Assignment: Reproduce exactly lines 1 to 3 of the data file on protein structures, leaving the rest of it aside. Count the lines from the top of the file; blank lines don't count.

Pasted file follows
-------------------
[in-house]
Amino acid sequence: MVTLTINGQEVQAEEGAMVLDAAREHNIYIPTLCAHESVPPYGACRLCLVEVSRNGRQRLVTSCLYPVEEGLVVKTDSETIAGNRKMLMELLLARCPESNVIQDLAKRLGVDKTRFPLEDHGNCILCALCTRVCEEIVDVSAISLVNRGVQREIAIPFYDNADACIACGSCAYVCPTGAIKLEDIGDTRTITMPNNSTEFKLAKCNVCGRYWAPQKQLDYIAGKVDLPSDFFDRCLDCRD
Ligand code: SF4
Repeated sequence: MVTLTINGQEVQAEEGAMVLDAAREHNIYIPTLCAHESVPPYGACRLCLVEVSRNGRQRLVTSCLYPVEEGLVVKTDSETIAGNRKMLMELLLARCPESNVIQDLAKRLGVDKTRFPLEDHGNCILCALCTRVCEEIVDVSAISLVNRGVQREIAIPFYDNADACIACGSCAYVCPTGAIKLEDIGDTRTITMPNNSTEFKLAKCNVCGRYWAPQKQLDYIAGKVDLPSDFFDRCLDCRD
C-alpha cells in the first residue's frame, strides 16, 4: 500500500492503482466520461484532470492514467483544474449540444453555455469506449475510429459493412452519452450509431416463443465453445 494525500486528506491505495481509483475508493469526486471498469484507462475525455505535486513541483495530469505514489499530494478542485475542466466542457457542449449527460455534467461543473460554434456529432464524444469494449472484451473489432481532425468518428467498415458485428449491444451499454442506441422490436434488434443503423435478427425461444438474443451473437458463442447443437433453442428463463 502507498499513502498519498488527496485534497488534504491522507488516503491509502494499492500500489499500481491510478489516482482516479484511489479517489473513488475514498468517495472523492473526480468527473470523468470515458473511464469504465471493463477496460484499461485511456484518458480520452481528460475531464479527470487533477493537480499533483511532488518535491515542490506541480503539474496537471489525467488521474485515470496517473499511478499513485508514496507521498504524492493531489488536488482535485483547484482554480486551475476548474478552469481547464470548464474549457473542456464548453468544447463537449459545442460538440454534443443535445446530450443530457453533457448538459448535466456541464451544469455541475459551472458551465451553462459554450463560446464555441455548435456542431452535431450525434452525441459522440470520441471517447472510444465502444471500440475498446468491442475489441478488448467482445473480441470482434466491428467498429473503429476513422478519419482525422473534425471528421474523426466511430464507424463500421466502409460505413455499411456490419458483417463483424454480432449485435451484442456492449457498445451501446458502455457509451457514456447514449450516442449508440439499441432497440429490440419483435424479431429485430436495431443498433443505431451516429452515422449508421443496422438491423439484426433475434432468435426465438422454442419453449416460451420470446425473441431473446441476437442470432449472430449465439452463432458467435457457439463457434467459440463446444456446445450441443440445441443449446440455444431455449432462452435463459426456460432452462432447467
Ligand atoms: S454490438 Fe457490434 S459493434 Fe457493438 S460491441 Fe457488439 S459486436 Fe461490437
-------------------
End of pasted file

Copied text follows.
[in-house]
Amino acid sequence: MVTLTINGQEVQAEEGAMVLDAAREHNIYIPTLCAHESVPPYGACRLCLVEVSRNGRQRLVTSCLYPVEEGLVVKTDSETIAGNRKMLMELLLARCPESNVIQDLAKRLGVDKTRFPLEDHGNCILCALCTRVCEEIVDVSAISLVNRGVQREIAIPFYDNADACIACGSCAYVCPTGAIKLEDIGDTRTITMPNNSTEFKLAKCNVCGRYWAPQKQLDYIAGKVDLPSDFFDRCLDCRD
Ligand code: SF4